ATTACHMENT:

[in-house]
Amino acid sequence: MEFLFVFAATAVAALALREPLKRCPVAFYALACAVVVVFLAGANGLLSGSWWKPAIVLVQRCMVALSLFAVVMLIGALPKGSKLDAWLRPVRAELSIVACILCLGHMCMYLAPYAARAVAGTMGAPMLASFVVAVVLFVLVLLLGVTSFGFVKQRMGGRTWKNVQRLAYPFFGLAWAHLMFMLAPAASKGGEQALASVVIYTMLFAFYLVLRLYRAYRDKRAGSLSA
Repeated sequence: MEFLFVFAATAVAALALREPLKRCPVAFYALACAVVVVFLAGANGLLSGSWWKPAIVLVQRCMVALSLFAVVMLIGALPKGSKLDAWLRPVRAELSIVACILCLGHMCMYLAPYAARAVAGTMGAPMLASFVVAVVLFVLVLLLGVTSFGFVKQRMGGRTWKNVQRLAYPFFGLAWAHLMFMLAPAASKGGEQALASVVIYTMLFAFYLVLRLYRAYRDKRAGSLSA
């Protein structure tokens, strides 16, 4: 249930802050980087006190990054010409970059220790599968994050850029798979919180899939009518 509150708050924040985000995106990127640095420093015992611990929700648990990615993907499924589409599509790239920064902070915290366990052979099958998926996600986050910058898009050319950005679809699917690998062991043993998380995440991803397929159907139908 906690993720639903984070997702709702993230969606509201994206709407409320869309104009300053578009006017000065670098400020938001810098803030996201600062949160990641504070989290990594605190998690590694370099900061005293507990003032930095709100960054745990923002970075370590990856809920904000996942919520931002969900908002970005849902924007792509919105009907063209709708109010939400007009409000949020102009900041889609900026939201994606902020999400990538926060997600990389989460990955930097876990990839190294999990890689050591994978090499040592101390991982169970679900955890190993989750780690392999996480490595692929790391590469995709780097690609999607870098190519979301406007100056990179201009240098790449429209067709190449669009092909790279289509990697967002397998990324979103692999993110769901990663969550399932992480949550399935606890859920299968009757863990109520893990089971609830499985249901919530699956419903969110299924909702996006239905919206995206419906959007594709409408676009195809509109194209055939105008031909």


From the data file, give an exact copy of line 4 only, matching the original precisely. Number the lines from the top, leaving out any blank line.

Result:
């Protein structure tokens, strides 16, 4: 249930802050980087006190990054010409970059220790599968994050850029798979919180899939009518 509150708050924040985000995106990127640095420093015992611990929700648990990615993907499924589409599509790239920064902070915290366990052979099958998926996600986050910058898009050319950005679809699917690998062991043993998380995440991803397929159907139908 906690993720639903984070997702709702993230969606509201994206709407409320869309104009300053578009006017000065670098400020938001810098803030996201600062949160990641504070989290990594605190998690590694370099900061005293507990003032930095709100960054745990923002970075370590990856809920904000996942919520931002969900908002970005849902924007792509919105009907063209709708109010939400007009409000949020102009900041889609900026939201994606902020999400990538926060997600990389989460990955930097876990990839190294999990890689050591994978090499040592101390991982169970679900955890190993989750780690392999996480490595692929790391590469995709780097690609999607870098190519979301406007100056990179201009240098790449429209067709190449669009092909790279289509990697967002397998990324979103692999993110769901990663969550399932992480949550399935606890859920299968009757863990109520893990089971609830499985249901919530699956419903969110299924909702996006239905919206995206419906959007594709409408676009195809509109194209055939105008031909």